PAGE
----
HONOLULU (HawaiiNewsNow) - UH Manoa Chancellor Tom Apple defended his decision to remove Jim Donovan as athletics director during a seven-hour long hearing before a State Senate committee during which UH regents admitted they should have been more public in their discussions about the Stevie Wonder blunder.
Apple said he received a letter signed by 43 of 44 UH coaches saying they did not want Donovan to return as UH AD after Donovan had been put on paid leave July 11 during the investigation into the failed Stevie Wonder concert.
Senators asked Apple why he did not keep Donovan on as athletics director until March of next year when his $240,000-a-year AD contract expires.
"My call. I take full responsibility. I did not want to do that. Because I didn't think. Quite frankly, I was worried about whether some of our coaches would stay," Apple told the State Senate Committee on Accountability.
Donovan had threatened to sue UH for defamation if he wasn't restored to his old job. Apple said once he told Donovan that would not happen, Apple received a letter from Donovan's lawyer that proposed to resolve the lawsuit threat by buying out his AD contract for seven months at his current pay rate of $19,000 a month.
"Pay his attorney's fees of $40,000. And give him a five-year contract as vice chancellor at UH Manoa reporting to Chancellor Apple at $240,000 per year," said Apple, as he read from Donovan's lawyer's demand letter.
Instead, UH agreed to reassign Donovan to a communications job that will pay him $200,000 a year for three years and paid his legal fees of $30,000.@
Regents Vice Chair James Lee later testified he took the position that Donovan should not get the settlement approved by Apple. But the board did not reverse the decision during a five-hour long closed-door meeting on Aug. 22.
Lee said the regents discussed the failed concert during executive session behind closed doors at their July 19 meeting, but senators pointed out that item was not listed on the agenda for discussion, as required by the state's sunshine law.
"I have serious concerns that discussions are happening in violation of open meetings laws," said State Sen. Donna Kim, chair of the committee looking into the failed concert and other UH management issues. "It seems that the board is not being transparent or open."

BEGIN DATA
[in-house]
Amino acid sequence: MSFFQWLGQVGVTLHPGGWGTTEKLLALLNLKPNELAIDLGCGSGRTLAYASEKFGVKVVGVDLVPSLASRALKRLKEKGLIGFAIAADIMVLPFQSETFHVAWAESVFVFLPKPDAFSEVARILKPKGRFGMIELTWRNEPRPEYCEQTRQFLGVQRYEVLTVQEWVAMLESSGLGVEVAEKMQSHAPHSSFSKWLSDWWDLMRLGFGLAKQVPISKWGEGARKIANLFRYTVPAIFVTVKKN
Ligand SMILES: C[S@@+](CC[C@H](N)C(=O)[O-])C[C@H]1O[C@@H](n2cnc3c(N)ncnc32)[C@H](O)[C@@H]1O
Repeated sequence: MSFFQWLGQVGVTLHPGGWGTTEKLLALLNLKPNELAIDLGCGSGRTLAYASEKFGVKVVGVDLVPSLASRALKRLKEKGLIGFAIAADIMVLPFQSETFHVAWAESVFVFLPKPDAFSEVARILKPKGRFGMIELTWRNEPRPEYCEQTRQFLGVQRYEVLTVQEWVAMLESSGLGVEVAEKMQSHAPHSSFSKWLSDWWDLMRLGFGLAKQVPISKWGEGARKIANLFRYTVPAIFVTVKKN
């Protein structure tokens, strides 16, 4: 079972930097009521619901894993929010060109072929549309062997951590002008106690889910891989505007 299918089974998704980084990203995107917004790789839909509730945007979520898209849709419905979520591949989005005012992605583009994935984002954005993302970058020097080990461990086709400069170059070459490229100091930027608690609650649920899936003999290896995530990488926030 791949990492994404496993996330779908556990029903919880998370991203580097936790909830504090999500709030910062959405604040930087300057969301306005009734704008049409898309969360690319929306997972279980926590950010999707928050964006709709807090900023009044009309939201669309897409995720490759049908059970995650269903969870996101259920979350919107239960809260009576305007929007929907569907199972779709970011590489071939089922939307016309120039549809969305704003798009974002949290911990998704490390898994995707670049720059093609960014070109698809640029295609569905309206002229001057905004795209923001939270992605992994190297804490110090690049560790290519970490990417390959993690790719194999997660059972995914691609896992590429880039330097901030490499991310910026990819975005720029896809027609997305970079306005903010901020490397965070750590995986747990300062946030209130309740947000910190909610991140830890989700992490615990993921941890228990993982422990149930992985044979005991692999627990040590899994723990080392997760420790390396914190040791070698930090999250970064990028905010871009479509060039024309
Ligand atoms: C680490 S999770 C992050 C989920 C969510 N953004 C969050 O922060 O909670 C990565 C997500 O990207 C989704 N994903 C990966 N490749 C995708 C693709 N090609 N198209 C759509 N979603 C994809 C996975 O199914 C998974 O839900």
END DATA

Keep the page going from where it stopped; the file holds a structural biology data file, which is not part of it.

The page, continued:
"There's no intent to do that senator," Lee said.
"We really need to do a better job," Lee later added, noting the regents are an unpaid, volunteer board.
Kim said UH President M.R.C. Greenwood and other top UH officials "continuously" tell regents they could face a lawsuit or some deal could "blow up," in an attempt to get the regents to approve high-paid settlements and deals.
UH Regent Coralie Matayoshi, a lawyer and head of the Hawaii Chapter of the American Red Cross, told senators "We've seen it and we've expressed some frustrations."
Kim said, "I think it's time the board takes back its accountability."
"I agree," Matayoshi told senators.
Senators also provided a letter from a lawyer with the state Attorney General's office that said Donovan's settlement amounted to a settlement and not an agreement, as UH officials claimed. UH policy requires the full Board of Regents to approve any settlement worth $500,000 or more. Donovan's case was not settled by a vote of the regents. UH officials claimed the Donovan agreement included only $30,000 in lawyer's fees, but the AG's lawyer said since it also included a three-year appointment for Donovan at a $200,000-plus-a-year job, it amounted to a settlement worth more than $500,000.
UH Stan Sheriff Center Arena Manager Rich Sheriff told state senators he was "surprised" when UH put him on leave after the university canceled its Stevie Wonder concert on July 10.
"To me, nobody should have been put on leave. We should have worked together," Sheriff told the State Senate panel investigating the failed concert.
The UH put Sheriff and Donovan on leave with pay July 11, pending an investigation into the bungled concert. Donovan oversaw the concert and Sheriff was the UH's point man with its promoter, Bob Peyton. UH later allowed both men to return to the UH payroll on Aug. 13, after UH finished a fact finding probe of the failed event, and found both men had committed no criminal wrongdoing.
Sheriff said the Stevie Wonder concert was the first show he worked on with Peyton, who had promoted events in Hawaii for about 40 years.
"My superiors said they had checked out Peyton, and had good reviews," Sheriff said. He told senators no one spoke about Peyton's financial problems, which included a recent Chapter 7 liquidation bankruptcy and foreclosure on his Kailua home filed in the fall of 2011.
Peyton's lawyer said the promoter has been hospitalized at Castle Medical Center since Aug. 17 and in recent weeks had a leg amputated. Peyton was unable to appear before the Senate panel, his lawyer said.